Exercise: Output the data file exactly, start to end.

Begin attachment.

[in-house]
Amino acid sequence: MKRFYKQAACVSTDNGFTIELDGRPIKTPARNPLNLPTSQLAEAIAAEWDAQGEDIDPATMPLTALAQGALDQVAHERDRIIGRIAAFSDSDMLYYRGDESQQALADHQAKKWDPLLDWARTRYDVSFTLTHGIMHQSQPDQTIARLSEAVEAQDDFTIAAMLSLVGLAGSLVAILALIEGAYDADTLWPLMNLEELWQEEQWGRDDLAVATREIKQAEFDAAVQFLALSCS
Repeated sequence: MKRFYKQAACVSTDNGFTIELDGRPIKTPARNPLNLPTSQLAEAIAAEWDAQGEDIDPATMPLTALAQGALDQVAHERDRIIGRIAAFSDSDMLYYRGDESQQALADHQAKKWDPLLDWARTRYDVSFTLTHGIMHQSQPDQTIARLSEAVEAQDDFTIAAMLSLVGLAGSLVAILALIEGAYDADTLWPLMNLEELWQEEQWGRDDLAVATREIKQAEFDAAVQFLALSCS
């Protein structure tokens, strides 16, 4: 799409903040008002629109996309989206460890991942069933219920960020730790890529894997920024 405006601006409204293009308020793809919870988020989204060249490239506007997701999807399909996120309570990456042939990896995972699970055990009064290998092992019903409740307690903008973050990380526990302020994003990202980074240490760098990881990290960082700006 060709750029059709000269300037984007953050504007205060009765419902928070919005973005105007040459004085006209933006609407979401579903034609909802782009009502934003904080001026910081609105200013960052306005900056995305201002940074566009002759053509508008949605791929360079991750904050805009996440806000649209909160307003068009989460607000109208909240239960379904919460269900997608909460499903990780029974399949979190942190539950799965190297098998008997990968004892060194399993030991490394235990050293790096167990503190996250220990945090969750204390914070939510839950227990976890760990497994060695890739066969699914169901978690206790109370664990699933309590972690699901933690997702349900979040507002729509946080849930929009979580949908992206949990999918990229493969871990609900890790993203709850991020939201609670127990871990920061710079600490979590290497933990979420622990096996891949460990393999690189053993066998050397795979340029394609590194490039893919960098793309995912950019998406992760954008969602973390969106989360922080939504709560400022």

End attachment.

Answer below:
[in-house]
Amino acid sequence: MKRFYKQAACVSTDNGFTIELDGRPIKTPARNPLNLPTSQLAEAIAAEWDAQGEDIDPATMPLTALAQGALDQVAHERDRIIGRIAAFSDSDMLYYRGDESQQALADHQAKKWDPLLDWARTRYDVSFTLTHGIMHQSQPDQTIARLSEAVEAQDDFTIAAMLSLVGLAGSLVAILALIEGAYDADTLWPLMNLEELWQEEQWGRDDLAVATREIKQAEFDAAVQFLALSCS
Repeated sequence: MKRFYKQAACVSTDNGFTIELDGRPIKTPARNPLNLPTSQLAEAIAAEWDAQGEDIDPATMPLTALAQGALDQVAHERDRIIGRIAAFSDSDMLYYRGDESQQALADHQAKKWDPLLDWARTRYDVSFTLTHGIMHQSQPDQTIARLSEAVEAQDDFTIAAMLSLVGLAGSLVAILALIEGAYDADTLWPLMNLEELWQEEQWGRDDLAVATREIKQAEFDAAVQFLALSCS
């Protein structure tokens, strides 16, 4: 799409903040008002629109996309989206460890991942069933219920960020730790890529894997920024 405006601006409204293009308020793809919870988020989204060249490239506007997701999807399909996120309570990456042939990896995972699970055990009064290998092992019903409740307690903008973050990380526990302020994003990202980074240490760098990881990290960082700006 060709750029059709000269300037984007953050504007205060009765419902928070919005973005105007040459004085006209933006609407979401579903034609909802782009009502934003904080001026910081609105200013960052306005900056995305201002940074566009002759053509508008949605791929360079991750904050805009996440806000649209909160307003068009989460607000109208909240239960379904919460269900997608909460499903990780029974399949979190942190539950799965190297098998008997990968004892060194399993030991490394235990050293790096167990503190996250220990945090969750204390914070939510839950227990976890760990497994060695890739066969699914169901978690206790109370664990699933309590972690699901933690997702349900979040507002729509946080849930929009979580949908992206949990999918990229493969871990609900890790993203709850991020939201609670127990871990920061710079600490979590290497933990979420622990096996891949460990393999690189053993066998050397795979340029394609590194490039893919960098793309995912950019998406992760954008969602973390969106989360922080939504709560400022």